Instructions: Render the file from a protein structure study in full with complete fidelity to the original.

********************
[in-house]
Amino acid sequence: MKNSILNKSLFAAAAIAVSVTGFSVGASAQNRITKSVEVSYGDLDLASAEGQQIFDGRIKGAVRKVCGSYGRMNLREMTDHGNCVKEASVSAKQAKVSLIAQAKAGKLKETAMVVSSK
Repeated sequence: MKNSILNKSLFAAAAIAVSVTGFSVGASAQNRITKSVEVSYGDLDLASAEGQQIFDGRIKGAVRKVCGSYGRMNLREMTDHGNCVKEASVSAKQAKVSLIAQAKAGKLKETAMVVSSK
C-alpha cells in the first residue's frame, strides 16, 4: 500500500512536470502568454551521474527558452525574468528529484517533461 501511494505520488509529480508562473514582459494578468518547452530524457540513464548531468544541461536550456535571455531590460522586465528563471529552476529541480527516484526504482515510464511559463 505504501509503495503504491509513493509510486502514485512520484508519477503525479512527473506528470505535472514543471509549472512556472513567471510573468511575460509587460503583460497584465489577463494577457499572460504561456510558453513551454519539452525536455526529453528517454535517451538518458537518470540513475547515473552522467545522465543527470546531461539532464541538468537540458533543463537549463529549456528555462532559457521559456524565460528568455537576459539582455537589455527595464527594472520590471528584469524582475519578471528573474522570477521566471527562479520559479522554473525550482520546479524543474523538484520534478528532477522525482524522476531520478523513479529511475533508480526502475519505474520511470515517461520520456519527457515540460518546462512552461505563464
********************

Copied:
[in-house]
Amino acid sequence: MKNSILNKSLFAAAAIAVSVTGFSVGASAQNRITKSVEVSYGDLDLASAEGQQIFDGRIKGAVRKVCGSYGRMNLREMTDHGNCVKEASVSAKQAKVSLIAQAKAGKLKETAMVVSSK
Repeated sequence: MKNSILNKSLFAAAAIAVSVTGFSVGASAQNRITKSVEVSYGDLDLASAEGQQIFDGRIKGAVRKVCGSYGRMNLREMTDHGNCVKEASVSAKQAKVSLIAQAKAGKLKETAMVVSSK
C-alpha cells in the first residue's frame, strides 16, 4: 500500500512536470502568454551521474527558452525574468528529484517533461 501511494505520488509529480508562473514582459494578468518547452530524457540513464548531468544541461536550456535571455531590460522586465528563471529552476529541480527516484526504482515510464511559463 505504501509503495503504491509513493509510486502514485512520484508519477503525479512527473506528470505535472514543471509549472512556472513567471510573468511575460509587460503583460497584465489577463494577457499572460504561456510558453513551454519539452525536455526529453528517454535517451538518458537518470540513475547515473552522467545522465543527470546531461539532464541538468537540458533543463537549463529549456528555462532559457521559456524565460528568455537576459539582455537589455527595464527594472520590471528584469524582475519578471528573474522570477521566471527562479520559479522554473525550482520546479524543474523538484520534478528532477522525482524522476531520478523513479529511475533508480526502475519505474520511470515517461520520456519527457515540460518546462512552461505563464